My rating: 3 of 5 stars
I noticed this book popping up in various spots and have been waiting for the library to cycle through others who requested it before me. One thing I noticed that I thought was fantastic was that the readers actually were feeling bolder in the kitchen, more willing to experiment and throw together a meal from inexpensive ingredients on hand … and coming up pleased and increasingly confident thanks to the meals they produced.
I like any cookbook which does that.
Having finally gotten a copy I can say that Adler has a very practical viewpoint, which she herself mentions time and again. She talks about various ingredients and cooking approaches in a pleasant, discursive manner with very few actual recipes. It is this quality that emboldens her readers and a very good quality it is to have.
Adler says that she was inspired by M.F.K. Fisher’s “To Eat a Wolf” which was a 1942 book written to encourage good cooking with minimal ingredients. As a long standing fan of Fisher’s I can vouch for Adler being a descendent of that thinking, albeit a very practical one. Also as a longstanding fan of Fisher’s, however, I would like to mention that, despite blurbs on the cover, Adler’s style is nowhere near that of Fisher’s.
M.F.K. Fisher wrote some of the most beautiful prose imaginable about cooking or about anything else you can imagine. Just to be sure I picked up my copy of The Art of Eating and flipped through it. I do not say this to take away from Adler, who does a very nice, practical job in her book … which is a nice read in itself. I say this to encourage anyone who has read Adler’s book to pick up a copy of any of M.F.K. Fisher’s books for some of the most enjoyable food writing ever penned. My particular favorites are An Alphabet for Gourmets and Serve It Forth, but she made an entire book about oysters into something that I read again and again.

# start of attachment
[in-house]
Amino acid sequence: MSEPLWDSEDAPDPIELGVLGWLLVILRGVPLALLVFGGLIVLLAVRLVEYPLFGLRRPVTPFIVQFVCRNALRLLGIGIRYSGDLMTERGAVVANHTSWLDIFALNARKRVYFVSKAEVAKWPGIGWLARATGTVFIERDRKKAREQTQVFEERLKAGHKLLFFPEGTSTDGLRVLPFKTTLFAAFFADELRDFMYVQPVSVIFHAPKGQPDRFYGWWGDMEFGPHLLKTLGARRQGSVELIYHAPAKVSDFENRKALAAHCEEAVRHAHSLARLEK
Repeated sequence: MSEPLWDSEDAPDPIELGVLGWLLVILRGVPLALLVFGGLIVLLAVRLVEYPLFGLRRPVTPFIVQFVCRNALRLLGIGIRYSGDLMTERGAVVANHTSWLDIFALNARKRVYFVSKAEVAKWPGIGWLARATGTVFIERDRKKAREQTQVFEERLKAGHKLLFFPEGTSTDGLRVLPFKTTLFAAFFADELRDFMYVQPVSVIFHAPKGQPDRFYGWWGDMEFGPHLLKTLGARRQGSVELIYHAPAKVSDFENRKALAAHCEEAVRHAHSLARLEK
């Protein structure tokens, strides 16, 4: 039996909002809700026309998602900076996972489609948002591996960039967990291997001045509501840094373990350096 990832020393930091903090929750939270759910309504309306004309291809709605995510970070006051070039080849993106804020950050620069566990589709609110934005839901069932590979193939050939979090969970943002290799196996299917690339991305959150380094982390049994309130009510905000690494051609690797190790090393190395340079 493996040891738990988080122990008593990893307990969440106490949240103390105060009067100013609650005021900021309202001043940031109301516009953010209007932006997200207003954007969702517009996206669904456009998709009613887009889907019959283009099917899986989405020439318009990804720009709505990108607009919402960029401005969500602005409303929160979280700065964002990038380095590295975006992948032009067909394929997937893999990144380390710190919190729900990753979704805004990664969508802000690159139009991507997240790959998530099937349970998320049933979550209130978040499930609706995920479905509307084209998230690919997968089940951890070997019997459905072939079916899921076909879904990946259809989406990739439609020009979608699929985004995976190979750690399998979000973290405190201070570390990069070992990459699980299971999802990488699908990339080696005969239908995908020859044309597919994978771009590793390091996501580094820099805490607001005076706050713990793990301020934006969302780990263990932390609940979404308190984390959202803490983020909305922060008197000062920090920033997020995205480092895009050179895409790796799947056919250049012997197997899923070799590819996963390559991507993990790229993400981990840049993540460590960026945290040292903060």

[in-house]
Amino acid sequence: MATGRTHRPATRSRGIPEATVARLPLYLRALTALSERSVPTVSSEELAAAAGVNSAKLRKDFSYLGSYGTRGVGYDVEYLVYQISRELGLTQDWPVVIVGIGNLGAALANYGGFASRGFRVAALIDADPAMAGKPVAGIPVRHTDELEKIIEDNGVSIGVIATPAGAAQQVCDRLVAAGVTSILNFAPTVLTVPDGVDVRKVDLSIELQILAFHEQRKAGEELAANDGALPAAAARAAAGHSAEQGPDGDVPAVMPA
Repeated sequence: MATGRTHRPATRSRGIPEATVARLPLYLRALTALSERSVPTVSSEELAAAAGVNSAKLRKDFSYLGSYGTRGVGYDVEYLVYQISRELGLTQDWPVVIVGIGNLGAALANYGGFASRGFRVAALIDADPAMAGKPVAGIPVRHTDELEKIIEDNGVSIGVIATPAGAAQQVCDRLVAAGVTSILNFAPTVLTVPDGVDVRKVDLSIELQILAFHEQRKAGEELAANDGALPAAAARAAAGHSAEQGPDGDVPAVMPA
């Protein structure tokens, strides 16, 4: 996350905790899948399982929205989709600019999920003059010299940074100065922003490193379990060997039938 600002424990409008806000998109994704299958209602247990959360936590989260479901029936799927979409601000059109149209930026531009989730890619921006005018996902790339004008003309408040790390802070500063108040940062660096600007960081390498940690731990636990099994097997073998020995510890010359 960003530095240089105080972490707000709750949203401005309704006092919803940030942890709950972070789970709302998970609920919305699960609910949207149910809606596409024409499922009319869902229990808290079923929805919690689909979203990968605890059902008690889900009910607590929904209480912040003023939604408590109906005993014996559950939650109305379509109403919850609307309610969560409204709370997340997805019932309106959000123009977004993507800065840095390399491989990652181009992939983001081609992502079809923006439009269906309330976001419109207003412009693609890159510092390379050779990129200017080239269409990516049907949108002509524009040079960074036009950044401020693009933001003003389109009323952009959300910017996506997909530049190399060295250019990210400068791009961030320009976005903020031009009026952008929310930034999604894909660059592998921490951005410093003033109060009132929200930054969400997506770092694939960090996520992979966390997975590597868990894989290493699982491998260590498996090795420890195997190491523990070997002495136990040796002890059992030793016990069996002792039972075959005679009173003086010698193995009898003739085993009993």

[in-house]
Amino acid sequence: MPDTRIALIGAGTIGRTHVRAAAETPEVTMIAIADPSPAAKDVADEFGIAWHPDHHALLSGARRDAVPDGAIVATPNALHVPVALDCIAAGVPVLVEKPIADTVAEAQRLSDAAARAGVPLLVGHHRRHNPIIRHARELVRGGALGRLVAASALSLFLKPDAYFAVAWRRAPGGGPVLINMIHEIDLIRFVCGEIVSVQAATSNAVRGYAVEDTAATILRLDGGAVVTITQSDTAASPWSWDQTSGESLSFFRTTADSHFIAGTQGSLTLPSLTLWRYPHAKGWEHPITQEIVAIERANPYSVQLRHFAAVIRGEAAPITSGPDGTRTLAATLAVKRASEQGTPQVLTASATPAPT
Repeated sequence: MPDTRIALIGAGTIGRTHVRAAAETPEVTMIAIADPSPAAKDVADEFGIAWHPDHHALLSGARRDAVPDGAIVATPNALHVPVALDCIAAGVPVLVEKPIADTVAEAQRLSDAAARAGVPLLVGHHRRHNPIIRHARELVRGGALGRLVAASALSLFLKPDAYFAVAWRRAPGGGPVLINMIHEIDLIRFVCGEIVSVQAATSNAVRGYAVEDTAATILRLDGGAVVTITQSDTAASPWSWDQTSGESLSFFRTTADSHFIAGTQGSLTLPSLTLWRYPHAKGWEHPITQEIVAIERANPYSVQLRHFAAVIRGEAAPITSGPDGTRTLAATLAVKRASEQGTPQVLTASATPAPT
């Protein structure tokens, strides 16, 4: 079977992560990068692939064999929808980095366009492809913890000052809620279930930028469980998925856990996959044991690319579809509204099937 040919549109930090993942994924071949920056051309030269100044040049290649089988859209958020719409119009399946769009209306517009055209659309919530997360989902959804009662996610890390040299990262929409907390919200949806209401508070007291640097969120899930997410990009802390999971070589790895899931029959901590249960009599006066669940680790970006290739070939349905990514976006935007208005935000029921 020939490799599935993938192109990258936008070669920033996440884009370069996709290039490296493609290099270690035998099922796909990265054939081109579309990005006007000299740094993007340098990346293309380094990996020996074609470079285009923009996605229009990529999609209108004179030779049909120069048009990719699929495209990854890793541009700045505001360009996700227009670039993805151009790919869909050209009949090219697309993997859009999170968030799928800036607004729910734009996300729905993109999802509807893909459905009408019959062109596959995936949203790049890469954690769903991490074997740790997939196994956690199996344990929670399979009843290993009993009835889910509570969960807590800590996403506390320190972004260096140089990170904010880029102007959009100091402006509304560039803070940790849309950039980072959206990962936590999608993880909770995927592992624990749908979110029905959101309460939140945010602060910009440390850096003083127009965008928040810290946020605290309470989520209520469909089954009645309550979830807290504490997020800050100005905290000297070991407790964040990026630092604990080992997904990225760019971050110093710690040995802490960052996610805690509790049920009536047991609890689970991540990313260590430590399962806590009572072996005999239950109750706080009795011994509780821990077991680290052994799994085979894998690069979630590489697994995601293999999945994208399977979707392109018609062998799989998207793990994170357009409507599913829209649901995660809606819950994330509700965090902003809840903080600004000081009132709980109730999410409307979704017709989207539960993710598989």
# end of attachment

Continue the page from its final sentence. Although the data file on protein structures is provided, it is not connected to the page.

With all that said, An Everlasting Feast is not a book I’d actually recommend to someone who doesn’t come across it on their own. The advice is crammed together in what I can only think of as one “sound byte” paragraph after another. She also likes to present her particular taste as being something everyone would love … and I’m gonna say it now – a cold cooked greens sandwich just ain’t ever gonna make me light up with joy, no matter how often she says it or how charming the venue in which she tasted her first sample. Etcetera.
I understand what she’s getting at and, as I mentioned, I have seen testimony that Adler’s book has helped a couple of friends to think of cooking as something more than recipes. Hence, the three stars instead of something lower.
I would advise instead though, to those inquiring:
- Pam Anderson’s How to Cook Without a Book
- Laurie Colwin’s Home Cooking
- James Beard’s Beard on Food
- Julia Child’s The Way to Cook
- Mark Bittman’s How to Cook Everything (the first edition, not the newest edition)
- M.F.K. Fisher’s How to Cook a Wolf.
As I say, Adler does a good enough job and I think this book is the one for our times when we are all hurried and harried. And I appreciate the gift she has given me in prompting me to pick up M.F.K. Fisher’s books again. It has been much too long since I’ve reread any of them.